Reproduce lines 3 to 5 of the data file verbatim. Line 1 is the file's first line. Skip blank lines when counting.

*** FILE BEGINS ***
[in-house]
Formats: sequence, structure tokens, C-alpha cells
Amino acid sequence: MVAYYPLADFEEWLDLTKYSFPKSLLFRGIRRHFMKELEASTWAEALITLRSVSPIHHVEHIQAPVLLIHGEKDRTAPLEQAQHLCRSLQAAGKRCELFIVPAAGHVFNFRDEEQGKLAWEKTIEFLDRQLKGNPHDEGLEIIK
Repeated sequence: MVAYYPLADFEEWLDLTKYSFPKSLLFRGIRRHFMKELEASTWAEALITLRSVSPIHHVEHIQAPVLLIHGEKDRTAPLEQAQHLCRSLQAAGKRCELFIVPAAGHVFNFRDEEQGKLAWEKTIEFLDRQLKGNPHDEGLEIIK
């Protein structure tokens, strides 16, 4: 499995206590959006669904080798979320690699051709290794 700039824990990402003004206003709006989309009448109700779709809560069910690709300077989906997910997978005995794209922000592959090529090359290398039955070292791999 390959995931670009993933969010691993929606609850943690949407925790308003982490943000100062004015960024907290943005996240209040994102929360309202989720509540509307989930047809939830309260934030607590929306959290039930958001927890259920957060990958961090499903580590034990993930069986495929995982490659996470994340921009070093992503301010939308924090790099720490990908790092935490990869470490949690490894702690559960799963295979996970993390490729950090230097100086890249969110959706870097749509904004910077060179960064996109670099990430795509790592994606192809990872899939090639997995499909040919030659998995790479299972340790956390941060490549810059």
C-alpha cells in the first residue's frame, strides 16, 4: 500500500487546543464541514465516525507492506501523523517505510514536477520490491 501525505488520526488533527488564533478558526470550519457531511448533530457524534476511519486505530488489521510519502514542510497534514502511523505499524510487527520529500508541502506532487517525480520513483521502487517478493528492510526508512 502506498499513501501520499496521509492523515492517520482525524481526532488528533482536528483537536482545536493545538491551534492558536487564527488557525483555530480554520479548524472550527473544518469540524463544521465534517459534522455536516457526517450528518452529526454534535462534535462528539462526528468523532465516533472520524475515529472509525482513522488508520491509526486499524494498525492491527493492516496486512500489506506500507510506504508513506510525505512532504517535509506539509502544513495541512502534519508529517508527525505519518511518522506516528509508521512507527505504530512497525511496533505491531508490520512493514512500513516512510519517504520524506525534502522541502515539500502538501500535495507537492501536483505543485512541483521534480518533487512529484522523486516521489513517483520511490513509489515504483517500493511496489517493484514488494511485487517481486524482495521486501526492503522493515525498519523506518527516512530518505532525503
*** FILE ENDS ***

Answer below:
Amino acid sequence: MVAYYPLADFEEWLDLTKYSFPKSLLFRGIRRHFMKELEASTWAEALITLRSVSPIHHVEHIQAPVLLIHGEKDRTAPLEQAQHLCRSLQAAGKRCELFIVPAAGHVFNFRDEEQGKLAWEKTIEFLDRQLKGNPHDEGLEIIK
Repeated sequence: MVAYYPLADFEEWLDLTKYSFPKSLLFRGIRRHFMKELEASTWAEALITLRSVSPIHHVEHIQAPVLLIHGEKDRTAPLEQAQHLCRSLQAAGKRCELFIVPAAGHVFNFRDEEQGKLAWEKTIEFLDRQLKGNPHDEGLEIIK
């Protein structure tokens, strides 16, 4: 499995206590959006669904080798979320690699051709290794 700039824990990402003004206003709006989309009448109700779709809560069910690709300077989906997910997978005995794209922000592959090529090359290398039955070292791999 390959995931670009993933969010691993929606609850943690949407925790308003982490943000100062004015960024907290943005996240209040994102929360309202989720509540509307989930047809939830309260934030607590929306959290039930958001927890259920957060990958961090499903580590034990993930069986495929995982490659996470994340921009070093992503301010939308924090790099720490990908790092935490990869470490949690490894702690559960799963295979996970993390490729950090230097100086890249969110959706870097749509904004910077060179960064996109670099990430795509790592994606192809990872899939090639997995499909040919030659998995790479299972340790956390941060490549810059």